"The next big question is whether the children born to moms who restricted their weight gain will have a reduced risk of becoming obese themselves compared to children whose moms were in the control group," Van Horn said.

 

Children born to overweight and obese moms have more than a 50 percent chance of becoming overweight themselves. If both parents are overweight or obese, this risk can increase to more than 70 percent, according to epidemiological data.

 

The difference in the children's obesity risk won't be evident until they are three, four and five years old, which is when weight trajectories start to separate. Van Horn and colleagues have recently launched a new study -- KIDFIT -- to monitor the children of the women in her MOMFIT study and determine whether prenatal and/or postpartum diet and lifestyle counseling can help these children lower their risk of obesity.

 

Rebooting the whole family's diet

 

The study's goal was not weight loss. "Weight loss during pregnancy is not encouraged. Rather, we aimed for controlled weight gain by developing healthy diet habits and increasing physical activity that could be sustained long term.

 

"The overarching goal of MOMFIT was to help the mom make these changes while she was still pregnant, a time when many women are more motivated to do what is right for their babies, and then maintain these new behaviors and become a role model for the family and better informed about how to feed them," Van Horn said.

 

"The perpetuation of obesity is a never-ending cycle. We're attempting to interrupt that cycle and successfully influence the risk for developing pediatric obesity starting in utero and -- with additional follow up -- protect that child from adopting that parental heritage in the family home."

 

Fewer participants in the intervention group, 68.6 percent versus 85 percent, exceeded the National Academy of Medicine recommendations for pregnancy weight gain for obese and overweight women, which is limited to 11 to 25 pounds compared to 25 to 35 pounds for women of healthy weight. This is important evidence demonstrating the challenges of encouraging pregnant women to adhere to recommended diet and activity levels at a time when emotional-eating and reluctance to exercise tend to increase.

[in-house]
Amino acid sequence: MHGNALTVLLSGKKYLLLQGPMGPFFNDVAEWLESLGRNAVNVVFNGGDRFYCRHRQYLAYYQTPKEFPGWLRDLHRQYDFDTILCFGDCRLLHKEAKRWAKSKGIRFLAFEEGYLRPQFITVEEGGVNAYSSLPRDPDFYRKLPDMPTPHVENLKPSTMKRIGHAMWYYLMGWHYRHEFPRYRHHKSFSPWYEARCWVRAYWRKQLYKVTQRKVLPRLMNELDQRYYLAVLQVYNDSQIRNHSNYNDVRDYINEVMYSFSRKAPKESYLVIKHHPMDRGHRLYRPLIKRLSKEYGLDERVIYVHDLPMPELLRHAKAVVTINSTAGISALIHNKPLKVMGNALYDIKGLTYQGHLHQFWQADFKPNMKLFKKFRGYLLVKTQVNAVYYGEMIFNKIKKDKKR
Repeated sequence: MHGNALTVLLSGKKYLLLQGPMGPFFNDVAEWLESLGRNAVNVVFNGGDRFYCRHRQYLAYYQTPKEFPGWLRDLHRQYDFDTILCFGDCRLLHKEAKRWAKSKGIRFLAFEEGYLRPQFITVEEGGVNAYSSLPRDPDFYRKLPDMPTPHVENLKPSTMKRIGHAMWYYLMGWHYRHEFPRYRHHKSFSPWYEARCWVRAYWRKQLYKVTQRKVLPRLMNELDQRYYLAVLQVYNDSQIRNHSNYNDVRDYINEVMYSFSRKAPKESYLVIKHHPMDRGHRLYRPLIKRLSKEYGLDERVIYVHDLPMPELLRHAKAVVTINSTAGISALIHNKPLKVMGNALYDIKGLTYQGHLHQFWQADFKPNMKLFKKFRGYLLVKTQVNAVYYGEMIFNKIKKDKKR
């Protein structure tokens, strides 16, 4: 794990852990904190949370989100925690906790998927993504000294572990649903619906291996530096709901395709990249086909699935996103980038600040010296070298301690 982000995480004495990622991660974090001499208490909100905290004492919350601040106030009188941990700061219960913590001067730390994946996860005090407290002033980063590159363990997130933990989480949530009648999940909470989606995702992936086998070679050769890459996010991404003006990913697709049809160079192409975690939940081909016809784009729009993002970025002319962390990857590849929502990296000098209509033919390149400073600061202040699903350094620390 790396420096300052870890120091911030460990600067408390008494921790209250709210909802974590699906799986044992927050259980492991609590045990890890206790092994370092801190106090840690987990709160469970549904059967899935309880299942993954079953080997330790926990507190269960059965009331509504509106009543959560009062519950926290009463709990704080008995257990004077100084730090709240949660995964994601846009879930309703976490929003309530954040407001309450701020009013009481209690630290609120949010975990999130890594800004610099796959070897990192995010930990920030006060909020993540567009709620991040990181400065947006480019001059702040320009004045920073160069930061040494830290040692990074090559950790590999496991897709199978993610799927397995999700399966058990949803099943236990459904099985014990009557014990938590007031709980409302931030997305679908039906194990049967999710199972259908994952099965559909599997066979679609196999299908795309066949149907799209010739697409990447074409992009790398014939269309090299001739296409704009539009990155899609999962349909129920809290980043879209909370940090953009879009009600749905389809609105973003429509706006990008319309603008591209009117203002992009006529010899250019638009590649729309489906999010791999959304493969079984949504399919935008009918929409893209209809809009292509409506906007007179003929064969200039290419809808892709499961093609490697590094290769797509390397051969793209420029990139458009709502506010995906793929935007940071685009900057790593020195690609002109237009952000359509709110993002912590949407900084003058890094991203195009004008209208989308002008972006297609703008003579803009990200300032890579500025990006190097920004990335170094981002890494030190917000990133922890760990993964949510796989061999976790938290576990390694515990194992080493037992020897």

How the study worked

 

MOMFIT studied 281 ethnically diverse overweight or obese women ages 18 to 45, who were divided into the intervention or control group. Women in the intervention group met with a nutritionist who calculated the appropriate amount of calories for each participant and counseled her on a DASH-type diet -- higher in fruits, vegetables, whole grains, nuts, fish and lean protein. It was modified to the restricted weight gain recommendations for each participant.

 

The DASH (Diet Approach to Stopping Hypertension) eating pattern is ideally suited to pregnancy, providing a pregnant woman with the calcium, potassium and protein she needs without the salt, sugar and saturated fat that she does not need, Van Horn said.

 

The women were also encouraged to walk at least 30 minutes or take 10,000 steps per day. The nutrition coach tracked each woman's weight gain, food intake and exercise. Telephone, text message prompts and e-mail reminders encouraged women to adhere to the program.

 

"It was technologically convenient yet strategic and nutritionally individualized," Van Horn said. "MOMFIT took a precision medicine approach to healthy eating utilizing a commercially available product."

 

Women tracked their food intake with the Lose It! app. Participants were also encouraged to sleep seven to nine hours daily, because sleep deprivation hampers metabolism and contributes to weight gain.

https://www.sciencedaily.com/releases/2018/09/180924084332.htm